Well, this ain’t kosher. Not at all. Memo to CNN: what the hell are you thinking?
Here’s the lowdown, from Terry Mattingly over at “Get Religion” (a blog which gets its name, you understand, because the news media doesn’t “get religion”):
So, did you hear about that wild quote that the president of Chick-fil-A didn’t say the other day?
Here’s a piece of a CNN report that is typical of the mainstream press coverage of this latest cyber-skirmish in America’s battles over homosexuality, commerce and free speech (sort of).
(CNN) — The fact that Chick-fil-A is a company that espouses Christian values is no secret. The fact that its 1,600 fast-food chicken restaurants across the country are closed on Sundays has long been testament to that. But the comments of company President Dan Cathy about gay marriage to Baptist Press on Monday have ignited a social media wildfire.
“Guilty as charged,”, Cathy said when asked about his company’s support of the traditional family unit as opposed to gay marriage.
“We are very much supportive of the family — the biblical definition of the family unit. We are a family-owned business, a family-led business, and we are married to our first wives. We give God thanks for that,” Cathy is quoted as saying.
Now, one would assume — after reading a reference to the “comments of company President Dan Cathy about gay marriage” — that this interview from the Biblical Recorder in North Carolina (which was circulated by Baptist Press) actually included direct quotes from Cathy in which he talks about, well, gay marriage.
In this case, one cannot assume that.
While the story contains tons of material defending traditional Christian teachings on sexuality, the controversial entrepreneur never talks about gay rights or gay marriage. Why? Because he wasn’t asked about those issues in the interview.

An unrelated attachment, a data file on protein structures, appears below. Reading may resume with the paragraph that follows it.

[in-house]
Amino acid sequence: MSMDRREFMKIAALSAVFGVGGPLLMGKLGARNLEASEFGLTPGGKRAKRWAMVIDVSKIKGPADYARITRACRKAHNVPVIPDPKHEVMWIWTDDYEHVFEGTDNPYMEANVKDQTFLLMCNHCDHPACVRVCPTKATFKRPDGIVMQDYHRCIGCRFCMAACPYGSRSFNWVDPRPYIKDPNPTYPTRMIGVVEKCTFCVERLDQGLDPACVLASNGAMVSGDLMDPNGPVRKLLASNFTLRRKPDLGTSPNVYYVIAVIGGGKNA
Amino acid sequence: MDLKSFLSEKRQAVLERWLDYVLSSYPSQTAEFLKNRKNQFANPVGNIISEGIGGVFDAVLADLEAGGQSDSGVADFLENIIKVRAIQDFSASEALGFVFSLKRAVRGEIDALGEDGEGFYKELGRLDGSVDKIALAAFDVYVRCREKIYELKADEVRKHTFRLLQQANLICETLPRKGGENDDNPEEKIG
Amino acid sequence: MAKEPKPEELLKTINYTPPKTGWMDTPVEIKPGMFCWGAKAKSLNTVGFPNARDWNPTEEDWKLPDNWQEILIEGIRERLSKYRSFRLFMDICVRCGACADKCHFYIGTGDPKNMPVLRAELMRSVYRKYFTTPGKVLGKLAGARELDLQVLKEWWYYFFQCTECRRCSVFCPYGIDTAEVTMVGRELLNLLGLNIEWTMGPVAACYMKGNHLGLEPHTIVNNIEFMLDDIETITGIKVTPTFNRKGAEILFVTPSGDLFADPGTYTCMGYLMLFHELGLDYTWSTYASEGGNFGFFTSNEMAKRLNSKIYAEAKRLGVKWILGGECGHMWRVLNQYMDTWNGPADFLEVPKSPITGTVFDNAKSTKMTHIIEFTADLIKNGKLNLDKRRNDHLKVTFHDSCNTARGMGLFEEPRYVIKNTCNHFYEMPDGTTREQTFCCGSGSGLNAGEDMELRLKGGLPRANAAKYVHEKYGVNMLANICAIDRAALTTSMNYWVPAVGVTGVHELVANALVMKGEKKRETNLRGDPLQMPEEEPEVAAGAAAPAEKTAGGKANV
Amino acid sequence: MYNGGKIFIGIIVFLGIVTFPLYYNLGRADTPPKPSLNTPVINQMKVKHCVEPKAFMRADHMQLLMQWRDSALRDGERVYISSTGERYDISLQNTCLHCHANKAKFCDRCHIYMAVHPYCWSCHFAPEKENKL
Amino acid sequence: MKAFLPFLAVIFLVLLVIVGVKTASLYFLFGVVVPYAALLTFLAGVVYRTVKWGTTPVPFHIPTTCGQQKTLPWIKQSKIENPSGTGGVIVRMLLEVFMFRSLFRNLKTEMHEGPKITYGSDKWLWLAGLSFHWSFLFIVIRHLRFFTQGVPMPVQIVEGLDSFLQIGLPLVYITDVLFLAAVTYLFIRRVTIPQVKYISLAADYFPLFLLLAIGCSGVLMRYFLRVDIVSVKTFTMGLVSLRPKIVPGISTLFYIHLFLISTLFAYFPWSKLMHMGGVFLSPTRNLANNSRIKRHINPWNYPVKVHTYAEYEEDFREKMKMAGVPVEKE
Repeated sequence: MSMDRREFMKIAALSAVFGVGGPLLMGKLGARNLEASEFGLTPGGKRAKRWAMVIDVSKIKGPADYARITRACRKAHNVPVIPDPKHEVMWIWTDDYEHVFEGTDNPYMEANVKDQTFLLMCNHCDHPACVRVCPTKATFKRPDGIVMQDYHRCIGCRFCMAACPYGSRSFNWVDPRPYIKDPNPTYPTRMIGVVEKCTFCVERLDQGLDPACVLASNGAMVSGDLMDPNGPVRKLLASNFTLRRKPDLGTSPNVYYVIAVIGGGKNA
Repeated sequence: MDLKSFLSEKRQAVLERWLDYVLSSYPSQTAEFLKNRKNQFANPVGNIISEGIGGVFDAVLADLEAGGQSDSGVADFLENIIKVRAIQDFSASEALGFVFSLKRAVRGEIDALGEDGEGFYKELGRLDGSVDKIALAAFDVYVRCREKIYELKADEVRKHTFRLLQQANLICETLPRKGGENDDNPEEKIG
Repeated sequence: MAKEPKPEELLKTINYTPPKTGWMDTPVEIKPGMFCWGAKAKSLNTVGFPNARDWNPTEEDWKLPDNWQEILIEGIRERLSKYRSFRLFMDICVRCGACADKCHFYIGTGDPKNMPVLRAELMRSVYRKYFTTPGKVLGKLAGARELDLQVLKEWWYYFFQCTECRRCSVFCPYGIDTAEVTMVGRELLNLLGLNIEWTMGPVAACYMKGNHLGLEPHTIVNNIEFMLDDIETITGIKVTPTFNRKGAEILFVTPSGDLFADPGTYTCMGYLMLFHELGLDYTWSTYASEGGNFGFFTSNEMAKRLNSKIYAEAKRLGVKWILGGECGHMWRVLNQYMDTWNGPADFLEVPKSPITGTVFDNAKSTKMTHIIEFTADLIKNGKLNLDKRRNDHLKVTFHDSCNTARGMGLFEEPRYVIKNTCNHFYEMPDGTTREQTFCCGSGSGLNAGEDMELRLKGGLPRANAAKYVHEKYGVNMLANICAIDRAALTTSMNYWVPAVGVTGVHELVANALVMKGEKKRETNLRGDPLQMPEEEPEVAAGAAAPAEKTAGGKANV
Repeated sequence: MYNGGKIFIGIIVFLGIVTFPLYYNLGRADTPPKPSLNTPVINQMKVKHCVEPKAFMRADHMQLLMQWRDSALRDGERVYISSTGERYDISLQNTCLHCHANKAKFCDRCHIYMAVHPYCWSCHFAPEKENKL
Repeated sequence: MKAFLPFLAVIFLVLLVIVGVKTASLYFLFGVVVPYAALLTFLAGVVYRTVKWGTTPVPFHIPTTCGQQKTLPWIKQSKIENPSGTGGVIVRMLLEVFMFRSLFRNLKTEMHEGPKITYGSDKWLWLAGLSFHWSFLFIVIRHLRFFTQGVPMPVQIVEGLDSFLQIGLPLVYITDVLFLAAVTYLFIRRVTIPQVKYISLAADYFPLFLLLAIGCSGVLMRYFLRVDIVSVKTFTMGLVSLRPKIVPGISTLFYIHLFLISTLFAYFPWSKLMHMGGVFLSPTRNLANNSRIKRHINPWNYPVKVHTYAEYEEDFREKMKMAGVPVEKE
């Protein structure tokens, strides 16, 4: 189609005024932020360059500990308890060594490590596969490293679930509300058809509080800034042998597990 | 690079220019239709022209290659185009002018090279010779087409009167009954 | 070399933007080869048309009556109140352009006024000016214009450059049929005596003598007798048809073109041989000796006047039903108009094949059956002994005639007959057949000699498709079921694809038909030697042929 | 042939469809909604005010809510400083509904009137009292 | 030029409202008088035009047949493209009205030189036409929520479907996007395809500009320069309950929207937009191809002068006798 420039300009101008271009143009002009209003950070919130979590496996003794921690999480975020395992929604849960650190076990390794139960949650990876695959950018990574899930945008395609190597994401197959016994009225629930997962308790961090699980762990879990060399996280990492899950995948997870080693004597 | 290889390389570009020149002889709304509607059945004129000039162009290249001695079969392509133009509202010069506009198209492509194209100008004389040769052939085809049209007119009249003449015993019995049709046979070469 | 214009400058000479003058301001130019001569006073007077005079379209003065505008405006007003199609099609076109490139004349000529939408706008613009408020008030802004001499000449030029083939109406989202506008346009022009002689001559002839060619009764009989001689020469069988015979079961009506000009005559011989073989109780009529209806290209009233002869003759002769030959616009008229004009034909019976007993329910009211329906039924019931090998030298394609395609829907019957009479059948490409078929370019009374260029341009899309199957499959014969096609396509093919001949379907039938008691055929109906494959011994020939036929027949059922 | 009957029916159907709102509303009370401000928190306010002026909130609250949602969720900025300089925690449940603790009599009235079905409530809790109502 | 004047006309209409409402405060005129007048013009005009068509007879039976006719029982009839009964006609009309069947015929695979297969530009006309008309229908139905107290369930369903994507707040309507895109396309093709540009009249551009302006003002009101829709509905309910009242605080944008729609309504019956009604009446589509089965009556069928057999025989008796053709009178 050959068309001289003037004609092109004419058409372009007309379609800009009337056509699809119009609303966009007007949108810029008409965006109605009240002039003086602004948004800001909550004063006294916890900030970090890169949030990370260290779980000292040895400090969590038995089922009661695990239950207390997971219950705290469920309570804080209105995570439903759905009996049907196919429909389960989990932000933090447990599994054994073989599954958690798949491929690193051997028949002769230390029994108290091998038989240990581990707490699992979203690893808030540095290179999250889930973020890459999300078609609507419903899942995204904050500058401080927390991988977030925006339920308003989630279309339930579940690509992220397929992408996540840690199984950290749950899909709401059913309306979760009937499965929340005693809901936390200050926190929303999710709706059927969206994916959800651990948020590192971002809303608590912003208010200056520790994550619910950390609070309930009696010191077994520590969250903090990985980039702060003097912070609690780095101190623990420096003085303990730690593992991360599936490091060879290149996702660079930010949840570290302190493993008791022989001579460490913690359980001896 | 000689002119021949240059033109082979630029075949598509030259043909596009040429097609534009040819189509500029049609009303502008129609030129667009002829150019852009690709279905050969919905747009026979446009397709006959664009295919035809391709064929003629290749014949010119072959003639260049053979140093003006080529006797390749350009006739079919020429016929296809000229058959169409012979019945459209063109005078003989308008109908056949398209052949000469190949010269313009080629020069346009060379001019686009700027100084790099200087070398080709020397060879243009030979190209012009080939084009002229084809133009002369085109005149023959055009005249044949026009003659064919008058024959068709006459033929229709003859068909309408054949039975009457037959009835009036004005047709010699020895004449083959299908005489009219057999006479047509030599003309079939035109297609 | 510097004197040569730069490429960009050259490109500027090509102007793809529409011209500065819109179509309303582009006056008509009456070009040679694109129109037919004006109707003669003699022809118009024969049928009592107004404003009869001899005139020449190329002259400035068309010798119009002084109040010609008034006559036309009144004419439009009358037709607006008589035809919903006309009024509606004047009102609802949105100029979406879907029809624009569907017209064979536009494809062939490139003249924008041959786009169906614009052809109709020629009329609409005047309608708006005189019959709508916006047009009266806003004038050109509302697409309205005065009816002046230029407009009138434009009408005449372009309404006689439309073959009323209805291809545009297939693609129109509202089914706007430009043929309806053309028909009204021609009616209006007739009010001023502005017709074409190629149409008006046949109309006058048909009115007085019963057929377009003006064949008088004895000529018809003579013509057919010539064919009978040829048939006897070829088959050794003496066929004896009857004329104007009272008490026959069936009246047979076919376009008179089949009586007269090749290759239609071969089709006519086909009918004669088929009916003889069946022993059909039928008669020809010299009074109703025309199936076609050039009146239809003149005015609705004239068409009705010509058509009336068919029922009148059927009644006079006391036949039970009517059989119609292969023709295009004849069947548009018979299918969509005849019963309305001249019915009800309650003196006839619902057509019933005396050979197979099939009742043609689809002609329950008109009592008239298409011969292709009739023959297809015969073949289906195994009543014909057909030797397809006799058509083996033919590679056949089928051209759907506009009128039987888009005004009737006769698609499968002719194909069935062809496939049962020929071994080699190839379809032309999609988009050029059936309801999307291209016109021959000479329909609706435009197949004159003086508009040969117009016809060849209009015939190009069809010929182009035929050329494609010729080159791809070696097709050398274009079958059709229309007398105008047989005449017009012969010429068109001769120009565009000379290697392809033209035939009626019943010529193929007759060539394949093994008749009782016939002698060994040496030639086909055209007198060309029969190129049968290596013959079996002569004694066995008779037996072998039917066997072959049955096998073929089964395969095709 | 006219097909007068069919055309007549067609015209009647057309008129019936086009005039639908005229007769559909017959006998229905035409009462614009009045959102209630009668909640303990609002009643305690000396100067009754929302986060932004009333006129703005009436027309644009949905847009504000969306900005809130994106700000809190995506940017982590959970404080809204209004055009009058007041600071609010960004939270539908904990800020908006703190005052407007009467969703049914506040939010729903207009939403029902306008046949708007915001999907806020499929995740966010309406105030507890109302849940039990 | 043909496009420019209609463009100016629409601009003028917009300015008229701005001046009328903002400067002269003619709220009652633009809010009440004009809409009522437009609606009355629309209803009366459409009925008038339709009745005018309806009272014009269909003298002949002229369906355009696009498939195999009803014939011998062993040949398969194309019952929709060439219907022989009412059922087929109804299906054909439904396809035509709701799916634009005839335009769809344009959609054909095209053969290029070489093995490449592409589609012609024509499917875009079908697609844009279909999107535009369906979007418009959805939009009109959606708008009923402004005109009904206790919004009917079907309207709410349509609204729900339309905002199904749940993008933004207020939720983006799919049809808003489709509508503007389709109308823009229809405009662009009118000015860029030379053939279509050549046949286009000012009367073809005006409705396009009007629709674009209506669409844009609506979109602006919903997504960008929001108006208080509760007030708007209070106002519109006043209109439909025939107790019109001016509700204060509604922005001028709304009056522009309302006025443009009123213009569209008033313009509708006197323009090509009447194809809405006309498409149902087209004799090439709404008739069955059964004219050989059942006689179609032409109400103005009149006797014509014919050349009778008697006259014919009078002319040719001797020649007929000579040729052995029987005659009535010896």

This raises an interesting journalistic question: Is a defense of one doctrine automatically the same thing as an on-the-record attack on the opposite doctrine? In this case, is it accurate for CNN (and others) to say that Cathy made comments about gay marriage when, in fact, he did not speak words addressing that issue?
So, let’s recap. In reporting this story, CNN actually went beyond simply misrepresenting the content of an interview; it actually framed the story in a way to exploit controversy, hype a trendy term (“gay marriage”) and suggest that someone was talking about a subject that never even came up. It indicated, in fact, that he was “opposed to gay marriage”, when that topic was not mentioned in the interview. At all.
CNN made an assumption.
And you know what happens when you assume?
Meanwhile, The Anchoress has her own typically insightful take on this whole mess, wherein she uses the “F” word: fascism . Check it out.